Samples of the Gowanus

Neil Freeman, 2014
series of color photographs
10 x 15 inches

The Gowanus Canal runs through dense urban neighborhoods, edged with steel, concrete and wood. Few walking past the canal would consider it “natural” — its heavy pollution is obvious to the eyes and nose. Nevertheless, it is also a natural space. It was once a salt marsh, and still rises and falls with the tides, plays host to birds and fish, and is shaded by spontaneous trees.

The canal is a hybrid, an intersection between urban human intervention and wild forces. Its sewer overflows and flooding testify to limited human control of natural forces, even in the most manmade-seeming spaces. Understanding the canal means understanding how human-led processes mesh with natural forces to create new and unsettling environments.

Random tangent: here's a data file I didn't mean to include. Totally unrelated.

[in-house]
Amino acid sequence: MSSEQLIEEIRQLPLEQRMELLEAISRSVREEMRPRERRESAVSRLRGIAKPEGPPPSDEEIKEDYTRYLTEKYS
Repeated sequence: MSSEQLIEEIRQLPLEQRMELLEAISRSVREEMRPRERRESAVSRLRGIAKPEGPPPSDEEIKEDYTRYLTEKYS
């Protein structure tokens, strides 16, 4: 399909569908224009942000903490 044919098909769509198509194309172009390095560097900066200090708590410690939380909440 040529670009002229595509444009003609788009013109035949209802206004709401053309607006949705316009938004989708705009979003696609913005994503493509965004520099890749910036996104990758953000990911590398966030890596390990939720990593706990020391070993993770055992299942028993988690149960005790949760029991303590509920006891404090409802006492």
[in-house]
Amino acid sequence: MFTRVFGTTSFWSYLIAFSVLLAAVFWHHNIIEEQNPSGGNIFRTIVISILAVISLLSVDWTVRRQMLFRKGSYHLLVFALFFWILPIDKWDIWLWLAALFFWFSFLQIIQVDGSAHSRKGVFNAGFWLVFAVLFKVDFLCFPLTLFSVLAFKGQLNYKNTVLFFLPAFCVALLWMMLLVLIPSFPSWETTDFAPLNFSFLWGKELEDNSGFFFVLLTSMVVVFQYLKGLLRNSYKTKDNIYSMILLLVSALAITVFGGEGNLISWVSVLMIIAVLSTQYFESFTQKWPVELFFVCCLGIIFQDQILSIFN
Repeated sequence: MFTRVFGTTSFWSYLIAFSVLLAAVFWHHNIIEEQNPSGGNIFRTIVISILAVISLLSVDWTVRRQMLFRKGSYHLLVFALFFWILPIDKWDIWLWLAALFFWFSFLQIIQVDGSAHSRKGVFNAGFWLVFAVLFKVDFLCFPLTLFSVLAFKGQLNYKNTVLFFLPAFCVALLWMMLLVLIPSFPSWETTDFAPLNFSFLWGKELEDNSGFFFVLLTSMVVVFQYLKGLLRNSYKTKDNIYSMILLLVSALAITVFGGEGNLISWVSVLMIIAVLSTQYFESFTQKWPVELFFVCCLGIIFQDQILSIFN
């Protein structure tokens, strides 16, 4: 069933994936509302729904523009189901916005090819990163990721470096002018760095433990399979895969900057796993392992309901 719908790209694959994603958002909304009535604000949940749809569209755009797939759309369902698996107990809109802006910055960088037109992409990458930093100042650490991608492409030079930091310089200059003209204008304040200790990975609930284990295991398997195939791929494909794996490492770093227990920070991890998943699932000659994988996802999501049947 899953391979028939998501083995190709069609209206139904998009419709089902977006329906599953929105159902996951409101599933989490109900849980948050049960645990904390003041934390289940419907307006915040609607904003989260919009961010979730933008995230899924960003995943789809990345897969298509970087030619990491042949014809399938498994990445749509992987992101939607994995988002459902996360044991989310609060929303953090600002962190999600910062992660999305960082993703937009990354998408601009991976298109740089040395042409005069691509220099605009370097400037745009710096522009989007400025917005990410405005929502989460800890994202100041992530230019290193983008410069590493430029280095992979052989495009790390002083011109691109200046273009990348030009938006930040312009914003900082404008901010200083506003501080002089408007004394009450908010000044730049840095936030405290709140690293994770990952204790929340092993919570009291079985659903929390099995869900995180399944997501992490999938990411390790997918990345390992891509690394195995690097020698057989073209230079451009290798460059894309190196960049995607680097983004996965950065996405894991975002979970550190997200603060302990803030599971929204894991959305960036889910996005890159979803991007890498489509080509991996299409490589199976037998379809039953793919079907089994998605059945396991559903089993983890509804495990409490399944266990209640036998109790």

The “Gowanus Samples” series combines photographs taken along the length of the Gowanus Canal with the chemical structural formulas of pollutants found in the canal. The compounds depicted are invisibly dissolved in the water, the remnants of past industry as well as modern-day runoff. The shadows or reflections of buildings are visible in most of the photographs, a reminder that this water is not entirely natural. While the crisp chemical graphics of these toxins point to the human actions that introduced them into the canal, these organic chemicals sometimes form naturally, and may be linked to the earliest development of life.